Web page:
Anna tells Penelope: She said that we need to show lots of cars.
In this sentence, "she," is the subject, “said” is the reporting verb, “that” is the conjunction and “we need to show lots of cars” is the reporting clause.
Keep watching, and listen for sentences where Anna talks about what someone else said!
Anna: This car show has many styles of vehicles. There are utility vehicles, classic cars, trucks, sports cars, and everyday vehicles.
Penelope: Okay, I think we got good interviews.
Anna: Me too! People had very different opinions. But they all said they loved cars.
Penelope: Anna, look -- a robot!
Anna: A robot!
Penelope: A robot!
Anna: Rick, we have to use the robot in the show!
(They walk over to the robot. Anna begins to dance like a robot.)
Robot: What is your first name?
Anna: Anna! Anna!
Robot: Anna, you know, what an effort. What an effort to robot dance. How about a round of applause for Anna! I’ve never seen anyone try so hard.
Anna: Penelope, did you hear that? Hank the Robot said that he has never seen anyone dance like me.
Penelope: Uh, I think many people here are saying that, Anna.
Anna: That was fun. You know what someone told me? You can test drive a Jaguar at this car show.
Penelope: Now, that sounds fun.
Anna: Let’s go.
Penelope: Okay.
Anna: This course is smooth. So you can drive faster.
Anna: He said...that I can’t drive, unfortunately.
(They begin the test drive. Kurt, the stunt driver, does the driving.)
Anna: Oh my gosh…reverse.
Anna: That was great. This is awesome.
Kurt: Are you ready to go on the rollercoaster?
Anna: I’m ready.
Kurt: Here we go!
Anna: That’s awesome.
Anna: That was...That was awesome! I just want to go one more time. I promise. That’s it. Just one more time.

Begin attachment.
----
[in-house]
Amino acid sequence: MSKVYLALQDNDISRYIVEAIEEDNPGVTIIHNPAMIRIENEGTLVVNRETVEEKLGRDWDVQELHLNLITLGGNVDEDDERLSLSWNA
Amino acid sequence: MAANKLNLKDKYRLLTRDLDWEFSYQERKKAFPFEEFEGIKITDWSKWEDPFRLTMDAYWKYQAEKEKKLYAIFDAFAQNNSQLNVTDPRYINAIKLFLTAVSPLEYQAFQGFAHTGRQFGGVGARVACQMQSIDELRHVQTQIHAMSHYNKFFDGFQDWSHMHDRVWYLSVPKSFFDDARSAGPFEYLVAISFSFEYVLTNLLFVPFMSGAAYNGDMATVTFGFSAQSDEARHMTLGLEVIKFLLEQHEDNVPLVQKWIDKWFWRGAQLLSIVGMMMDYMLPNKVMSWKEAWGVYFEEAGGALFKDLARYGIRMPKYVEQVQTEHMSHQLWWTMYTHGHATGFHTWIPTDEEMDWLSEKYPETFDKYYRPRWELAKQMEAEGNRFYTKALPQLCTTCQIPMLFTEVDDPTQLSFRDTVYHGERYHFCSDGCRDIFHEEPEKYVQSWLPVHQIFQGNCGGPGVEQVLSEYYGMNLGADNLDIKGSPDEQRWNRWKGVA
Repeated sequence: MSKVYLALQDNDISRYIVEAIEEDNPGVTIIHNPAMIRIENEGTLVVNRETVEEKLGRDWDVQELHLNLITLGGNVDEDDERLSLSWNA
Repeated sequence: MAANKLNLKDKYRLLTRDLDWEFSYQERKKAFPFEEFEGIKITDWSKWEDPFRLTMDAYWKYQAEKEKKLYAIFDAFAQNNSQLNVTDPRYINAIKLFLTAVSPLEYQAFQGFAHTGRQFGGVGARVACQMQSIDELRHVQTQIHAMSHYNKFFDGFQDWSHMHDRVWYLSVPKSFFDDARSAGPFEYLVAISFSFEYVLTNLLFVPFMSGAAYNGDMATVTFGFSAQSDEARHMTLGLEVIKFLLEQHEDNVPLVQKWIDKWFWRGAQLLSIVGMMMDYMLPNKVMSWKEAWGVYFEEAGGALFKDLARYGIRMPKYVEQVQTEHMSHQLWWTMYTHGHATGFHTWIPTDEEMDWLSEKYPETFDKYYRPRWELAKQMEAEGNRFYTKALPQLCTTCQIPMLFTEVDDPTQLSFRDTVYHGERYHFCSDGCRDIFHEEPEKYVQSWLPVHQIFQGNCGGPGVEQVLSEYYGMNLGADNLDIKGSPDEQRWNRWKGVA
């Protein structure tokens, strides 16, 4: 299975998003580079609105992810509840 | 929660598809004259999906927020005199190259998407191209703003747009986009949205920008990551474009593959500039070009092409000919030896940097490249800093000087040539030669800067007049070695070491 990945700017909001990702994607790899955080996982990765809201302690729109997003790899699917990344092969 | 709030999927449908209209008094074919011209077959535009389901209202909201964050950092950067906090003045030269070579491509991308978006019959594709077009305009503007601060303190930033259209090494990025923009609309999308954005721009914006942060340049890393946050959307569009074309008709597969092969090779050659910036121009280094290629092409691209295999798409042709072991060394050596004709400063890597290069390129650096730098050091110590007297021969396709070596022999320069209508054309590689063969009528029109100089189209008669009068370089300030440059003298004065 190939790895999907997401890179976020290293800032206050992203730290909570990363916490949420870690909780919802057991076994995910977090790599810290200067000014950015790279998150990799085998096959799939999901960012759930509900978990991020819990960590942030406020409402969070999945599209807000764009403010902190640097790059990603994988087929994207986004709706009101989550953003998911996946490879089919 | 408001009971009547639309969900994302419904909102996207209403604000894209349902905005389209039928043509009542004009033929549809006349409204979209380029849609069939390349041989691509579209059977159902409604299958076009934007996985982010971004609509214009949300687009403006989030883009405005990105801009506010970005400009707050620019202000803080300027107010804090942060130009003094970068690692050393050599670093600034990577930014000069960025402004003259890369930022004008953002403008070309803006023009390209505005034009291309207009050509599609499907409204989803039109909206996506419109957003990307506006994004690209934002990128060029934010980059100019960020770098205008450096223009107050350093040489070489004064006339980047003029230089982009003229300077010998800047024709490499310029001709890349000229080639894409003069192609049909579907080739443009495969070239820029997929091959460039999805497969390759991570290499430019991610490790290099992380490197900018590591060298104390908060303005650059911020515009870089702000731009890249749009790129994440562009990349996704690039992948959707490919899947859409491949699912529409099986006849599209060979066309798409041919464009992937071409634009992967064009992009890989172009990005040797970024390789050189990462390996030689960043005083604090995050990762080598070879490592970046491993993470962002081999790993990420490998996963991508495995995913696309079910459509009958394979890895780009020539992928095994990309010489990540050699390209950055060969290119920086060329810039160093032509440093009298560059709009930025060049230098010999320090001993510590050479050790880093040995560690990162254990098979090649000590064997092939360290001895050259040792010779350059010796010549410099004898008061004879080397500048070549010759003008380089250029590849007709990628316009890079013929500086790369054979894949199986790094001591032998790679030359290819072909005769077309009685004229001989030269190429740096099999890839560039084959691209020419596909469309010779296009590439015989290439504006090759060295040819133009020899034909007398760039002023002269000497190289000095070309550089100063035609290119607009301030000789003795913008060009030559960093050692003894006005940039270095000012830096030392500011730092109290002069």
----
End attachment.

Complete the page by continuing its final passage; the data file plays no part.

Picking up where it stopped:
Anna: This course is bumpy and uneven. I was told that I could drive this course. So I am.
Anna: (to Rick) Okay, Rick, are you rolling? Awesome. Okay, this course is uneven. But I think the ride will be smooth.
Anna: Ooh. This hill is really steep.
Anna: Oh my gosh. I can’t tell you how much fun this is.
Anna: Penelope, that was so much fun! I think I need to go again.
Penelope: Uh, Anna, I think we have enough test drive video.
Anna: Ms. Weaver said to get a lot. So, I think I should go again. (to Rick) Rick, I’m going to go again. Until next time!
Penelope: But I want to get lunch, Anna!
Professor Bot: Penelope said she wants to go to lunch. But I don’t think that’s going to happen soon. Visit our website for more!
Listening

Now practice listening to only the audio portion of the conversation.
Practice

Now, you try it! First, read about reported speech below. Then try changing a few of these sentences into reported speech:

Anna asked, "Rick, are you ready?"
Hank said, "I've never seen anyone try so hard."
Kurt asked, "Are you ready to go on the rollercoaster?"
Anna said, "This hill is really steep."
Penelope said, "I think we have enough test drive video."
Anna said, "I think I should go again."

Write your sentences in the Facebook Comments section below.
Reported Speech

We often need to tell others what someone else said. We can do this in two ways. One is to say the person’s exact words and use quotation marks. We call this “direct speech.” The other is to talk about what someone else said. We call this “reported speech.”
Direct Speech Reported Speech
“You need to show lots of cars.” She said (that) we need show lots of cars.
Reported speech contains a subject, reporting verb, conjunction and reporting clause. (The word “that” is optional.)
Subject noun or pronoun Reporting Verb Conjunction Reporting Clause
She said (that) we need to show lots of cars.
Using Reported Speech

To use reported speech, choose a reporting verb, such as say, tell or ask. Usually, the verb in direct speech moves one tense back in time in reported speech.
Direct Speech Reported Speech
“I drive my car every day.” She said (that) she drove her car every day.
“I am driving my car. She said (that) she was driving her car.
“I have driven my car.” She said (that) she had driven her car.